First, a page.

This week we are joined by our teacher friend Carissa Peck as we chat about The Field Guide to the North American Teenager by Ben Philippe. (Transcript)
In today’s episode…
When Norris’ mother gets a job as a professor in Austin and his father “can’t quite fit a teenager” in the same house as his new wife and baby, Norris knows he’s in for a culture shock. After all, he’s seen tons of TV shows and movies showing what it’s like in American high school, and he knows that a black French Canadian is bound to have a hard time fitting in. He chronicles his anthropological observations of his new classmates in a journal, and is determined to keep his mouth shut. Maaaybe. Will Norris ever make friends in this cultural wilderness? Will he ever get to play hockey again? We’ll find out… in The Field Guide to the North American Teenager by Ben Philippe
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*2:48 We loved Norris’ snarky narration
*5:12 “Austin is cool!”
*8:23 We chat about Maddie, and cheerleaders
Things We Like A Latte
Danielle – Tidying Up With Marie Kondo and the cultural conversation it has sparked on the KonMari method
Carissa – NFL players telling dad jokes
Amanda – The Konzerthausorchester Berlin
COMING UP NEXT WEEK: IF I WAS YOUR GIRL BY MEREDITH RUSSO
ORDER YOUR COPY TODAY!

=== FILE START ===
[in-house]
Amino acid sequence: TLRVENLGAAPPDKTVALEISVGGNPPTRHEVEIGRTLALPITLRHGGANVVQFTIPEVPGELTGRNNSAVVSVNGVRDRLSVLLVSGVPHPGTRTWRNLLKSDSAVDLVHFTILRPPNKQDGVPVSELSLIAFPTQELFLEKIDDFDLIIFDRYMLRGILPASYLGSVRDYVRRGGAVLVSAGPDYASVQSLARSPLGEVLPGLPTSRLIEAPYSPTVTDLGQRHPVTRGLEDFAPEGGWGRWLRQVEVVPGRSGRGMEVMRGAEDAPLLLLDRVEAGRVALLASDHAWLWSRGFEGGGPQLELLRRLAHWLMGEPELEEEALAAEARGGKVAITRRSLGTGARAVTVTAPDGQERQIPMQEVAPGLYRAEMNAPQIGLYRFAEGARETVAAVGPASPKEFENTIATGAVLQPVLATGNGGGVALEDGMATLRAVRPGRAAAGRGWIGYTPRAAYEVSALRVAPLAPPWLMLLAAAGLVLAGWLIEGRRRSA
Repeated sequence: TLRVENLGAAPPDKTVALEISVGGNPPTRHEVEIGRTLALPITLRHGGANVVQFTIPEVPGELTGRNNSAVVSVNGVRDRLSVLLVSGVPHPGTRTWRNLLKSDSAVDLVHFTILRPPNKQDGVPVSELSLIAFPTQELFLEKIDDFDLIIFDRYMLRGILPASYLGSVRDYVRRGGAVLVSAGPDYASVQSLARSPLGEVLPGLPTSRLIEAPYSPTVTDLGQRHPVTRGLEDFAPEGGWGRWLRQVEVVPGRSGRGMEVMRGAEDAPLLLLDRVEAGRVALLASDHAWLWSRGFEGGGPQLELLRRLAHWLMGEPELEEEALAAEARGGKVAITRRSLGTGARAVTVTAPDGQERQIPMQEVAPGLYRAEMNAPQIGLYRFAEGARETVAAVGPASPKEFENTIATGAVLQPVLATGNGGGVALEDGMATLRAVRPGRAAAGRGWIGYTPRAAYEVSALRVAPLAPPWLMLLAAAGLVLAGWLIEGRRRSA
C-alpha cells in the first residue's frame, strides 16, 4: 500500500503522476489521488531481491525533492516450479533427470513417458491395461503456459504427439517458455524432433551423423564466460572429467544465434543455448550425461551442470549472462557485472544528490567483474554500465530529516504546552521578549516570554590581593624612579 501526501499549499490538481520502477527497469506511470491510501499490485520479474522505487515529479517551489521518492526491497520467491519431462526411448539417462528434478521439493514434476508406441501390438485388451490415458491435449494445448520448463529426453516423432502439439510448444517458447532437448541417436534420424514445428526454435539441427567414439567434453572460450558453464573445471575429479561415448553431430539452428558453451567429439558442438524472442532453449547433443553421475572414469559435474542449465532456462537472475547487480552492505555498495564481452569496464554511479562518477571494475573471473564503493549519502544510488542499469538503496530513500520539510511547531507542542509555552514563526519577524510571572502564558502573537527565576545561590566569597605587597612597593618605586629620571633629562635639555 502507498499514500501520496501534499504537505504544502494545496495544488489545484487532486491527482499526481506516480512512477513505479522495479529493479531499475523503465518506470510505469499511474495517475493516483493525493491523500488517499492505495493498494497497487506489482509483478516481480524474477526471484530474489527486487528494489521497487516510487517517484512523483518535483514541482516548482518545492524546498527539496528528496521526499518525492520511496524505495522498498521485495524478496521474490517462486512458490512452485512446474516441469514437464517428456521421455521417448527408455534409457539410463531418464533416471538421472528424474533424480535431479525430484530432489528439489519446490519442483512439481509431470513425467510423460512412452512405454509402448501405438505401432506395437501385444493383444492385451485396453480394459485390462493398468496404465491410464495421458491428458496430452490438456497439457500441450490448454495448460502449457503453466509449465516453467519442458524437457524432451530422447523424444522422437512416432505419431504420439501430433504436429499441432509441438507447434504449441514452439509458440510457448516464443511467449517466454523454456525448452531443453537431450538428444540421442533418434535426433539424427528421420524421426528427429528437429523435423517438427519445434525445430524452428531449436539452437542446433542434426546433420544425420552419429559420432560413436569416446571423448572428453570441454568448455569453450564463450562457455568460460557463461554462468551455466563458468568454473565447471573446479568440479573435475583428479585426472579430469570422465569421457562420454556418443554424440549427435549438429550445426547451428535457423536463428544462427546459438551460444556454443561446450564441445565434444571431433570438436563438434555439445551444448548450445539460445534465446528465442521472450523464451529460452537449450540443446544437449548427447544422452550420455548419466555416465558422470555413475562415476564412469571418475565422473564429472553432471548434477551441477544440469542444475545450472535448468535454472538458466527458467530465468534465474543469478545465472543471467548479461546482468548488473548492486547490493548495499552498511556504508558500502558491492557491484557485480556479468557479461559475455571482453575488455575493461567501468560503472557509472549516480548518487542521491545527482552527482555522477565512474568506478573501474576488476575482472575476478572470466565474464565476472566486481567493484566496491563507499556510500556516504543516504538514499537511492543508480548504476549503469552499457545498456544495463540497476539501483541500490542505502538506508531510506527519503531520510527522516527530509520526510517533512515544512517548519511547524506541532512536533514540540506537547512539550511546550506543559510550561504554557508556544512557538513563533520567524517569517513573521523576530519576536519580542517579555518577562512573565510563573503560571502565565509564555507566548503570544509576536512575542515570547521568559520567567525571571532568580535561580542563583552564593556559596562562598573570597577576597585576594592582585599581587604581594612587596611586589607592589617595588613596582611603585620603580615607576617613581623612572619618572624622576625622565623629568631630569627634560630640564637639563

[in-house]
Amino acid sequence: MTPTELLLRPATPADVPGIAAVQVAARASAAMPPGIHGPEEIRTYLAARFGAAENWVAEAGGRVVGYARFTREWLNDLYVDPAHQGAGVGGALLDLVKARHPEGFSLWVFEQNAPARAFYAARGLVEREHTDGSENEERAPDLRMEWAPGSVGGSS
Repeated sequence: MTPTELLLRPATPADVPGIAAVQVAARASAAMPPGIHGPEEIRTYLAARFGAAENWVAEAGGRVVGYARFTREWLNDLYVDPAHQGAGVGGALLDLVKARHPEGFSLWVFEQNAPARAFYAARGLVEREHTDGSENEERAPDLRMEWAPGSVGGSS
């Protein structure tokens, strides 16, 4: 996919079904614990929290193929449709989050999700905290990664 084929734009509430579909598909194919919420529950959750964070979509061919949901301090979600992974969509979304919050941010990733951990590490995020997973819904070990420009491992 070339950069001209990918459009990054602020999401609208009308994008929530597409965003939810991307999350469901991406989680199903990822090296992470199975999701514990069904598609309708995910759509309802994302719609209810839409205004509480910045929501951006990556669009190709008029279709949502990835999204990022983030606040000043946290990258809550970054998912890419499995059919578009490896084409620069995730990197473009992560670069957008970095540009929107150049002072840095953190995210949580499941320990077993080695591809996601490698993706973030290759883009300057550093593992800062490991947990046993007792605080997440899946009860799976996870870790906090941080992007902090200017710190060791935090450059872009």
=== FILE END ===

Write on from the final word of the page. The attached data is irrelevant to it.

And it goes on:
*16:38 We chat about the “LI”
*21:13 Carissa drops some knowledge on why we shouldn’t be using ‘basic’ as an insult
*22:28 We felt some aspects of this book were a little dated
*24:24 “Key lime pie season”
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More ideas and resources for teachers and librarians…
One of our favorite characters in this book was Maddie. She saw through Norris’ cool guy act, and wasn’t afraid to call him on his nonsense. She was also completely and unapologetically herself. Not ashamed on her town, her friends, or her interests, interests that many ‘cool kids’ like Norris would describe as ‘basic’.
Carissa brings up a great point in the podcast that the rise of ‘basic’ as in insult is a phenomenon that places teenage girls squarely in the cross-hairs of a TON of judgement and negativity.
This think-piece from theeverygirl.com describes basic as a term that “is meant to, in some way, make a woman feel bad about herself for wearing, consuming, or even just liking perfectly nice things that lots of other people like, too.”
Studies show that the onset of puberty causes a dramatic drop in girls’ confidence, and while many factors contribute to that, one element is likely that society has (in the words of Claire Francis from The Stanford Daily) a habit of systematically “demonizing and dismissing the social identities young women create for themselves”
As teachers we shouldn’t make fun of women or girls for liking things that are popular, and we certainly shouldn’t have a negative view of certain things *just because* they are popular with women or girls.
Get in touch with us on Instagram and Twitter at @yacafepodcast or email us at email@example.com. We look forward to hearing from you!
Hosts: Danielle Hall (who blogs at teachnouvelle.com)
& Amanda Thrasher (a booklover extraordinaire)
Guests: Carissa Peck, find her on Instagram @meltingteacher
Producer: Leila Hobbs
Music: Matt McCammon
Thank you to Balzer + Bray for the ARC!